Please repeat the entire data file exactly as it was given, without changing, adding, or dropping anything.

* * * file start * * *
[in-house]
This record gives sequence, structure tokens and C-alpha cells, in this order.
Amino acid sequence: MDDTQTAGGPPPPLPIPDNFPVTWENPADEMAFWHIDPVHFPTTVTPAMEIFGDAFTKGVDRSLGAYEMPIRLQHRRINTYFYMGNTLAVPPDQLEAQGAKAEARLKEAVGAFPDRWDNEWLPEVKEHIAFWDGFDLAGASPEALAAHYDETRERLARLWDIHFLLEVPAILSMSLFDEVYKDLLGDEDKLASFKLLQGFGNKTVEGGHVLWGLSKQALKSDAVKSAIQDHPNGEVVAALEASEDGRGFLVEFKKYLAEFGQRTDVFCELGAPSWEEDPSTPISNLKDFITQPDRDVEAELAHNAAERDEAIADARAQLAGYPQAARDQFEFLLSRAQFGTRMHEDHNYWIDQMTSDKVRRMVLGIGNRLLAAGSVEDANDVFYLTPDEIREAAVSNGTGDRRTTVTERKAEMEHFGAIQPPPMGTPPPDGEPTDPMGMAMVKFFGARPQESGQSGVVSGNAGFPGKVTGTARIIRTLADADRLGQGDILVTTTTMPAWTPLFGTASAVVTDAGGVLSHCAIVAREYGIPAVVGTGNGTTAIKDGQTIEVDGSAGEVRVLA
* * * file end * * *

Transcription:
[in-house]
This record gives sequence, structure tokens and C-alpha cells, in this order.
Amino acid sequence: MDDTQTAGGPPPPLPIPDNFPVTWENPADEMAFWHIDPVHFPTTVTPAMEIFGDAFTKGVDRSLGAYEMPIRLQHRRINTYFYMGNTLAVPPDQLEAQGAKAEARLKEAVGAFPDRWDNEWLPEVKEHIAFWDGFDLAGASPEALAAHYDETRERLARLWDIHFLLEVPAILSMSLFDEVYKDLLGDEDKLASFKLLQGFGNKTVEGGHVLWGLSKQALKSDAVKSAIQDHPNGEVVAALEASEDGRGFLVEFKKYLAEFGQRTDVFCELGAPSWEEDPSTPISNLKDFITQPDRDVEAELAHNAAERDEAIADARAQLAGYPQAARDQFEFLLSRAQFGTRMHEDHNYWIDQMTSDKVRRMVLGIGNRLLAAGSVEDANDVFYLTPDEIREAAVSNGTGDRRTTVTERKAEMEHFGAIQPPPMGTPPPDGEPTDPMGMAMVKFFGARPQESGQSGVVSGNAGFPGKVTGTARIIRTLADADRLGQGDILVTTTTMPAWTPLFGTASAVVTDAGGVLSHCAIVAREYGIPAVVGTGNGTTAIKDGQTIEVDGSAGEVRVLA